"He is mad!" said Trench, as the gaolers secured him; and since Trench was unmanned that morning he began to speak rapidly and almost with incoherence. "That's what I have feared, Feversham, that I should go mad. To die, even here, one could put up with that without overmuch regret; but to go mad!" and he shivered. "If this man with the matches proves false to us, Feversham, I shall be near to it—very near to it. A man one day, a raving, foaming idiot the next—a thing to be put away out of sight, out of hearing. God, but that's horrible!" and he dropped his head between his hands, and dared not look up until Idris crossed to them and bade them go about their work. What work they did in the factory that day neither knew. They were only aware that the hours passed with an extraordinary slowness, but the evening came at last.
"Among the storehouses," said Trench. They dived into the first alley which they passed, and turning a corner saw the man who had brought the matches.
"I am Abdul Kader," he began at once. "I have come to arrange for your escape. But at present flight is impossible;" and Trench swayed upon his feet as he heard the word.
"Impossible?" asked Feversham.
"Yes. I brought three camels to Omdurman, of which two have died. The Effendi at Suakin gave me money, but not enough. I could not arrange for relays, but if you will give me a letter to the Effendi telling him to give me two hundred pounds, then I will have everything ready and come again within three months."
Trench turned his back so that his companion might not see his face. All his spirit had gone from him at this last stroke of fortune. The truth was clear to him, appallingly clear. Abdul Kader was not going to risk his life; he would be the shuttle going backwards and forwards between Omdurman and Suakin as long as Feversham cared to write letters and Sutch to pay money. But the shuttle would do no weaving.
"I have nothing with which to write," said Feversham, and Abdul Kader produced them.
"Be quick," he said. "Write quickly, lest we be discovered." And Feversham wrote; but though he wrote as Abdul suggested, the futility of his writing was as clear to him as to Trench.
"There is the letter," he said, and he handed it to Abdul, and, taking Trench by the arm, walked without another word away.
They passed out of the alley and came again to the great mud wall. It was sunset. To their left the river gleamed with changing lights—here it ran the colour of an olive, there rose pink, and here again a brilliant green; above their heads the stars were coming out, in the east it was already dusk; and behind them in the town, drums were beginning to beat with their barbaric monotone. Both men walked with their chins sunk upon their breasts, their eyes upon the ground. They had come to the end of hope, they were possessed with a lethargy of despair. Feversham thought not at all of the pine trees on the Surrey hills, nor did Trench have any dread that something in his head would snap and that which made him man be reft from him. They walked slowly, as though their fetters had grown ten times their weight, and without a word. So stricken, indeed, were they that an Arab turned and kept pace beside them, and neither noticed his presence. In a few moments the Arab spoke:—
"The camels are ready in the desert, ten miles to the west."
But he spoke in so low a voice, and those to whom he spoke were so absorbed in misery, that the words passed unheard. He repeated them, and Feversham looked up. Quite slowly their meaning broke in on Feversham's mind; quite slowly he recognised the man who uttered them.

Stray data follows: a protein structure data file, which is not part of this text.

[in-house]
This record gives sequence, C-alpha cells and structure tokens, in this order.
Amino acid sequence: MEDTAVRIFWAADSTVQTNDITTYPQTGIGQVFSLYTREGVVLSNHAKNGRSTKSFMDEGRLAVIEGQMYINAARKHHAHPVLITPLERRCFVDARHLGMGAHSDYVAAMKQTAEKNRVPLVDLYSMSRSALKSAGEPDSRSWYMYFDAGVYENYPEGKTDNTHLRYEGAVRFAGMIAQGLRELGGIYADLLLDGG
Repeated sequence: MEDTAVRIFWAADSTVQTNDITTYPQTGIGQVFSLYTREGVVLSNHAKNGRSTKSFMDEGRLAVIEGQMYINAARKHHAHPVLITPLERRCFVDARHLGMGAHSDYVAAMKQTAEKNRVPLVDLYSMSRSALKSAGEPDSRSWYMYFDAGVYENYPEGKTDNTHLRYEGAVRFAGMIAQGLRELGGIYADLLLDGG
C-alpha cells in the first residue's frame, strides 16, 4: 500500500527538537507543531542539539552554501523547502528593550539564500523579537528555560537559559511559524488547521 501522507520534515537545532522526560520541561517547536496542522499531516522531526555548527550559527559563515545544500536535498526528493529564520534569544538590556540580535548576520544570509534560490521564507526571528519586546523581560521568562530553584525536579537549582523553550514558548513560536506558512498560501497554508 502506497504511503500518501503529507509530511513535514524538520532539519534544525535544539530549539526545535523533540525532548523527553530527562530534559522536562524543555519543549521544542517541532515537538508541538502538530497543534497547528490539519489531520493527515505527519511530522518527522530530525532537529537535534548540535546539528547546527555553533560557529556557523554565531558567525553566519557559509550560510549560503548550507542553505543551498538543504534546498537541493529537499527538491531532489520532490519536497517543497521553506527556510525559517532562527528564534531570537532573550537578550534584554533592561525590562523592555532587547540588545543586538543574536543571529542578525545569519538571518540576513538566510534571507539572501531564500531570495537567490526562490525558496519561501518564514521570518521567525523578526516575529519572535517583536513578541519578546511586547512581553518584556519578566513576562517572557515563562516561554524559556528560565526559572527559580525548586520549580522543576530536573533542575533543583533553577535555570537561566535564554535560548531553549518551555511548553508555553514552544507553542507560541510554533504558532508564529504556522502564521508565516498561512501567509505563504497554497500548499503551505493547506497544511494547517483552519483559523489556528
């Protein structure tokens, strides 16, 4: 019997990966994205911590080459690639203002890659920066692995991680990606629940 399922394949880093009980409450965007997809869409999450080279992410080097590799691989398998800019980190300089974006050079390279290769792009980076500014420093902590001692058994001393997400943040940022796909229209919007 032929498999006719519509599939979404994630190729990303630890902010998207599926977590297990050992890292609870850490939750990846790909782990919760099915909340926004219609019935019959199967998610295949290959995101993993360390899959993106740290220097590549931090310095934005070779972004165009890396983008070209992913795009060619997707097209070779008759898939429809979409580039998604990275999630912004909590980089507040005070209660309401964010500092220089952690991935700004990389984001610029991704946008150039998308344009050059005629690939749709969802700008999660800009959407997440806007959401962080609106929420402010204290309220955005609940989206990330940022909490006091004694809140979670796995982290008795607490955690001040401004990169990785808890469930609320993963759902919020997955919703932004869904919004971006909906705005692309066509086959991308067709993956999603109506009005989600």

"Abou Fatma!" he said.
"Hoosh!" returned Abou Fatma, "the camels are ready."
Trench leaned against the wall with his eyes closed, and the face of a sick man. It seemed that he would swoon, and Feversham took him by the arm.
"Is it true?" Trench asked faintly; and before Feversham could answer Abou Fatma went on:—
"Walk forwards very slowly. Before you reach the end of the wall it will be dusk. Draw your cloaks over your heads, wrap these rags about your chains, so that they do not rattle. Then turn and come back, go close to the water beyond the storehouses. I will be there with a man to remove your chains. But keep your faces well covered and do not stop. He will think you slaves."
With that he passed some rags to them, holding his hands behind his back, while they stood close to him. Then he turned and hurried back. Very slowly Feversham and Trench walked forwards in the direction of the prison; the dusk crept across the river, mounted the long slope of sand, enveloped them. They sat down and quickly wrapped the rags about their chains and secured them there. From the west the colours of the sunset had altogether faded, the darkness gathered quickly about them. They turned and walked back along the road they had come. The drums were more numerous now, and above the wall there rose a glare of light. By the time they had reached the water's edge opposite the storehouses it was dark. Abou Fatma was already waiting with his blacksmith. The chains were knocked off without a word spoken.
"Come," said Abou. "There will be no moon to-night. How long before they discover you are gone?"
"Who knows? Perhaps already Idris has missed us. Perhaps he will not till morning. There are many prisoners."
They ran up the slope of sand, between the quarters of the tribes, across the narrow width of the city, through the cemetery. On the far side of the cemetery stood a disused house; a man rose up in the doorway as they approached, and went in.
"Wait here," said Abou Fatma, and he too went into the house. In a moment both men came back, and each one led a camel and made it kneel.
"Mount," said Abou Fatma. "Bring its head round and hold it as you mount."
"I know the trick," said Trench.
Feversham climbed up behind him, the two Arabs mounted the second camel.
"Ten miles to the west," said Abou Fatma, and he struck the camel on the flanks.
Behind them the glare of the lights dwindled, the tapping of the drums diminished.